What’s at Stake for Flair Bartenders?

The most surprising thing I learned about going to a flair competition is how much money was involved for the winners. Top flair bartenders can make a living off of competing. In fact, many of the professionals are at or above earning six figures a year. Surprising? Check out the first place checks for some of the latest competitions:

Legends of Bartending (XI) – $10,000 USD
Super Flair Canada – $5,000 CAD
Quest 2008 – $5,000 USD
Nations 2008 – $10,000 USD
Best in the West – $5,000 USD
Roadhouse – 10,000 pounds
Bacardi Pro Flair – $20,000 USD
Barstars – $20,000 USD
Havana Club Bar Giants – 5,000 EU
Flair Castle – $10,000 USD
Austrian Flair Combat – $5,000 USD
Prague Bartending Challenge – 4000 EU
MBA Flair Romania – $8000 USD
Daylight Flair Contest – 4000 EU
Athens Flair Open – 4000 EU
Brasil Open Flair – 1000 EU
Skyy Flair Global Challenge – $7000 USD
Shaker – 3500 EU
King of the Ring – $25,000 USD

Once a flair bartender decides to compete, he or she is entering a new world. Although everyone is extremely friendly and professional, don’t let that fool you into believing these guys and gals aren’t competitive. Not only does a first place trophy offer a huge check, it also provides bragging rights.

Competing takes a significant investment in time and determination, resulting in hundreds, even thousands of hours of practice. Flair bartenders regularly break bottles, cut their hands, bruise their bodies and sweat out coordinated routines all in the name of earning first place. That’s sometimes why gaining respect from top names in the industry is even more worthwhile than the money.

Where Flair Competitions are Held

Competitions are held all over the world, and some of the most prominent are in places like:

Las Vegas, NV
Legends of Bartending – invite only competition, hosted by the FBA
Nations
Best in the West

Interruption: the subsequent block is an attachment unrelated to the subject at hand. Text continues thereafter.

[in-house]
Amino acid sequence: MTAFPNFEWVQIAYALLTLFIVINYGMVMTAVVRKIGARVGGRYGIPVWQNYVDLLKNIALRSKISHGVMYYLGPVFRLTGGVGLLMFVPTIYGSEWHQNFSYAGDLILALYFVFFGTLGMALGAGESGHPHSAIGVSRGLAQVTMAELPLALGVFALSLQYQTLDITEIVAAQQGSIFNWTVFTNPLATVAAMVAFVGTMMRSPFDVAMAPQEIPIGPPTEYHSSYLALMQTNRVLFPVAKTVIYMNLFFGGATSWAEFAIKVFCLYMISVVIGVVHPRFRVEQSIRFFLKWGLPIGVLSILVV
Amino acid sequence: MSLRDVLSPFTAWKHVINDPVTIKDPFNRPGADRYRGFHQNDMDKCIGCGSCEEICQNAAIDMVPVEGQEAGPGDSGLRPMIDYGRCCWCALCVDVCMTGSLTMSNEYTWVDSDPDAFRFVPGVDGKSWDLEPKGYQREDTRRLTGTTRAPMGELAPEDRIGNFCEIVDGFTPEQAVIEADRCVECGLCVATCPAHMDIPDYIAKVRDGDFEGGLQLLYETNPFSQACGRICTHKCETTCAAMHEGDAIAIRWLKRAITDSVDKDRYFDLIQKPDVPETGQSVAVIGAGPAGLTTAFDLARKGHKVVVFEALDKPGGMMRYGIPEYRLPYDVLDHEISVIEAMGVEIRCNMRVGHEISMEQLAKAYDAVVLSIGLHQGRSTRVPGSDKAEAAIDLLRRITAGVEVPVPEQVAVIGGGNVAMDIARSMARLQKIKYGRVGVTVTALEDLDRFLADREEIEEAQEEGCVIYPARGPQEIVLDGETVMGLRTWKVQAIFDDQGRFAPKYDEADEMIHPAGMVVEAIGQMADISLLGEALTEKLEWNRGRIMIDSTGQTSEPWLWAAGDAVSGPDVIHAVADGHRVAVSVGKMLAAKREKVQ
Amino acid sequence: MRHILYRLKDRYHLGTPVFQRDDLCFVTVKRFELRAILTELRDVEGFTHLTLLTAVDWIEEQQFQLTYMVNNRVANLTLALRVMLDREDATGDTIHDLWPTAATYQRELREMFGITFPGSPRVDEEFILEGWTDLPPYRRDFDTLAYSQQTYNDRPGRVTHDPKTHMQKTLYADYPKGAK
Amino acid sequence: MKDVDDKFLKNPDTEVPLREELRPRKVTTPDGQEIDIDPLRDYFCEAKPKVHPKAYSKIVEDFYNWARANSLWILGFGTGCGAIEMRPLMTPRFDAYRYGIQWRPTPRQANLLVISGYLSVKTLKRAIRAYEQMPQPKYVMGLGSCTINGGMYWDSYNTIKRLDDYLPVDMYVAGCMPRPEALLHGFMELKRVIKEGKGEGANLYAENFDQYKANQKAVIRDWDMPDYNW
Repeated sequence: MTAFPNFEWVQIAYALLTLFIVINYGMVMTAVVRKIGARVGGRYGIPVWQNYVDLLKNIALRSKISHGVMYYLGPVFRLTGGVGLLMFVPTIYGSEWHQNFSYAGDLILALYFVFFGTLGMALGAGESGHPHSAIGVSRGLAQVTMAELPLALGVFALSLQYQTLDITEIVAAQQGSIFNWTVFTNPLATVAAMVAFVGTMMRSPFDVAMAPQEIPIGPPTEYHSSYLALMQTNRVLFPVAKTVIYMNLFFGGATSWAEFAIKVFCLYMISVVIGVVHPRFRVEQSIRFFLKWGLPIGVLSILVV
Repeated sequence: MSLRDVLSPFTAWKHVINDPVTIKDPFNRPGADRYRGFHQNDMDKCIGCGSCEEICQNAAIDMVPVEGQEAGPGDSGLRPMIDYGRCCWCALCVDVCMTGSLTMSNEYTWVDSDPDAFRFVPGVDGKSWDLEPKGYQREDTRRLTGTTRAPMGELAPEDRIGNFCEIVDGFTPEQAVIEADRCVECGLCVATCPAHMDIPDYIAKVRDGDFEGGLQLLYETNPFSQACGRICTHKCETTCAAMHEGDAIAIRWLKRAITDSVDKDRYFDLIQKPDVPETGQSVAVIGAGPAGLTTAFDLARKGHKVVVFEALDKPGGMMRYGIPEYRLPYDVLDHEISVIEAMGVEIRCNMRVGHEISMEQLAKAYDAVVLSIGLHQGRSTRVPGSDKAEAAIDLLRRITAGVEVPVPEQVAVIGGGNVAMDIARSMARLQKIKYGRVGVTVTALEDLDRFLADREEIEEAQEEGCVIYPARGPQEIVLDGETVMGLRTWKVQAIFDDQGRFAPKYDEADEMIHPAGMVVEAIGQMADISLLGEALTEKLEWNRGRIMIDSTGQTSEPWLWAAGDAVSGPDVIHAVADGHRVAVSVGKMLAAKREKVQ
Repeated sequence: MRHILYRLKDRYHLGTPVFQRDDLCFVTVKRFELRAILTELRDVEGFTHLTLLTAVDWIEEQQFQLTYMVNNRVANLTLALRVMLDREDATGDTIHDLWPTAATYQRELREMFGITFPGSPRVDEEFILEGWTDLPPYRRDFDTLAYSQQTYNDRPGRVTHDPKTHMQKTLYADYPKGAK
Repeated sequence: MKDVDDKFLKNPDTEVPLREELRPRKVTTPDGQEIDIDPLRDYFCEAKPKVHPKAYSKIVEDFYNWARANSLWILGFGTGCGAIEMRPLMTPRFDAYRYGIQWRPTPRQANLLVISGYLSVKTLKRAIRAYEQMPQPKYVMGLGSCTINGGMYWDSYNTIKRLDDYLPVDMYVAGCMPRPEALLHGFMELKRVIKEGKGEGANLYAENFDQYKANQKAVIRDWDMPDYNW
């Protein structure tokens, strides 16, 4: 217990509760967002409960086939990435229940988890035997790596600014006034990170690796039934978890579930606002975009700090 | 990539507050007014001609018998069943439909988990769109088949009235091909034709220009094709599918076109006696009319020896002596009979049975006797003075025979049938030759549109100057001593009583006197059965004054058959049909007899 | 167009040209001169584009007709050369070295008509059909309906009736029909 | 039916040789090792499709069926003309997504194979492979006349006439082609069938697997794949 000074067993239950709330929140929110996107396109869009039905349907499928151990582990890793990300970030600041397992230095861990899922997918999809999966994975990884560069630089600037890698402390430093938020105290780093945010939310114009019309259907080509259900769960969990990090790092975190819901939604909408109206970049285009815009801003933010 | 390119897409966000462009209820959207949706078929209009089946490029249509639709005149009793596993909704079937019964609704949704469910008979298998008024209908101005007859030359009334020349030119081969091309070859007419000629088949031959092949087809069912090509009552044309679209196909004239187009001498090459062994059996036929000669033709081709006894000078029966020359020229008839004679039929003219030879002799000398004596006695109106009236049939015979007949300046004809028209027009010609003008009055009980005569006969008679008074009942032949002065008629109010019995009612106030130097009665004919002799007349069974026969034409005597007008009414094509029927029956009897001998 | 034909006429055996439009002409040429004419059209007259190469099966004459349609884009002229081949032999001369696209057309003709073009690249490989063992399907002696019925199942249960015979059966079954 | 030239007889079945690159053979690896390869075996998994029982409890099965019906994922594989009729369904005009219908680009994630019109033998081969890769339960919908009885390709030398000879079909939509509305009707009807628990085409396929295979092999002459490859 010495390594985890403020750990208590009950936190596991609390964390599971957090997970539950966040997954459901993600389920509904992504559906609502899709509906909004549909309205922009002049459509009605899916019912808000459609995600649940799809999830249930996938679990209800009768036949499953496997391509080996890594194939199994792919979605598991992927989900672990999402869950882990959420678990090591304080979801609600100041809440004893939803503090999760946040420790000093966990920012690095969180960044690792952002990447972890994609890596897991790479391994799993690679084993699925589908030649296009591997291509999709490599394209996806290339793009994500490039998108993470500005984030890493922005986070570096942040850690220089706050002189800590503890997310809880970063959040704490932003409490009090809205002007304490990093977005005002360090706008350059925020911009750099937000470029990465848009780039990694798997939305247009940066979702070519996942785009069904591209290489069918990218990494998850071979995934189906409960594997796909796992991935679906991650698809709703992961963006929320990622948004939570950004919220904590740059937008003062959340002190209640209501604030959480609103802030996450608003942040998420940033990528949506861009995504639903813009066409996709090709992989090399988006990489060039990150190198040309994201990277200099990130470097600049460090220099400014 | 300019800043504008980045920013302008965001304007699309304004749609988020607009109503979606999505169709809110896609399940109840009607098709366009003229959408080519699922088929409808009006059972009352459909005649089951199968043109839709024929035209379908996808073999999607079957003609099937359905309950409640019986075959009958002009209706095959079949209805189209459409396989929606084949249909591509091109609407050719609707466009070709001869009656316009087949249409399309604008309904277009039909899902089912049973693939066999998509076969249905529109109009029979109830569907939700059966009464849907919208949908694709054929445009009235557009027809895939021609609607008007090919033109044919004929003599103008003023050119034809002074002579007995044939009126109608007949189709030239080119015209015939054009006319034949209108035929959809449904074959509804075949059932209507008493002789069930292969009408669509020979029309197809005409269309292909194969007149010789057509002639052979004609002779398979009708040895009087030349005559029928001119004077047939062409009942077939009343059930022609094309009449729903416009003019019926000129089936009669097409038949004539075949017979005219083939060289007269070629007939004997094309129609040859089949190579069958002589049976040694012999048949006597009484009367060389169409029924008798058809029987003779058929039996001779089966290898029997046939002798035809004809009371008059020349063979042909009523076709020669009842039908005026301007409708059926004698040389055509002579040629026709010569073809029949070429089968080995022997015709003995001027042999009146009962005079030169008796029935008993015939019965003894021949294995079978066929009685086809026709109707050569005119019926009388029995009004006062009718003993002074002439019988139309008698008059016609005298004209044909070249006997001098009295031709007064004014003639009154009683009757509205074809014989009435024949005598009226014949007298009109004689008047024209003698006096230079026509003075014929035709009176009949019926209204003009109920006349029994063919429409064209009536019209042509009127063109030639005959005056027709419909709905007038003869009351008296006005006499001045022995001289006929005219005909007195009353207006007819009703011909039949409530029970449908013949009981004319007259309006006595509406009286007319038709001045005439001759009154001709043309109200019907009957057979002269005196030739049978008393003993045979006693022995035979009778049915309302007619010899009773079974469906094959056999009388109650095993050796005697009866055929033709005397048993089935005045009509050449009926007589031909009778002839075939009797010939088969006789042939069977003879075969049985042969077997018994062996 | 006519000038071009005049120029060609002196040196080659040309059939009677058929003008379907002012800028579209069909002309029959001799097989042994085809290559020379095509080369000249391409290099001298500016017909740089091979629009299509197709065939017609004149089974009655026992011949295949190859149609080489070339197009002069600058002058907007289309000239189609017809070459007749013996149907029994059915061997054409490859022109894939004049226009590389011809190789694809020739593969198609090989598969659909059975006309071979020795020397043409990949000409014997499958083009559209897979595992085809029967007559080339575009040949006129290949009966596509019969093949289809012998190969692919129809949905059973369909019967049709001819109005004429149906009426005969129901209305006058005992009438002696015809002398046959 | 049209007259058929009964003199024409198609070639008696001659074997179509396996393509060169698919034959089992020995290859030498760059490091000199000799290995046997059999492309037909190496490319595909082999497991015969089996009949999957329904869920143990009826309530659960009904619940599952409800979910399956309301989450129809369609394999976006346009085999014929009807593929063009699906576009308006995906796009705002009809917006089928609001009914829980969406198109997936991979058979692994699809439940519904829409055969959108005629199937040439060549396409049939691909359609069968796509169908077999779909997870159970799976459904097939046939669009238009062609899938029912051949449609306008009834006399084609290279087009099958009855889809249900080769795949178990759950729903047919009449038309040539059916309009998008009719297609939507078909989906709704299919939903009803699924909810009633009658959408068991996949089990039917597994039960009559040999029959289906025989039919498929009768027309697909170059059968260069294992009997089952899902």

Orlando, FL
Quest

Windsor, Ontario – Canada
Super Flair

London, England – UK
Roadhouse

Graz, Austria
Austrian Flair Combat

Moscow, Russia
Bacardi Pro Flair
Barstars

Cologne, Germany
Havana Club Bar Giants

Kiev, Ukraine
Flair Castle

No matter where a flair competition is held, competitors and viewers both agree attending your first event is like nothing you’ve ever experienced. If you’re interested in going to a flair competition, contact us. We’ll be happy to give you information on an event that may be near you this year. If you’re a bar owner and would like to host a competition (it drives lots of traffic, gets media attention AND improves sales), we’re also happy to start the event planning process with all the key players. Or, if you’re already flair geeks (like ourselves), we’d love to hear the story of your first time at a competition.

Cheers!

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3 Responses

  1. […] whether you’re a bartender, a bar owner or a general fan interested in learning more is to attend a competition. You will become connected to the large network of people who keep flair bartending going each […]

  2. […] against all other bartenders in the industry. This is the division where the majority of the large prize money is […]

  3. […] of ALL things flair. For now, see any of these websites or visit one of our recent posts here or here to learn about some of the larger […]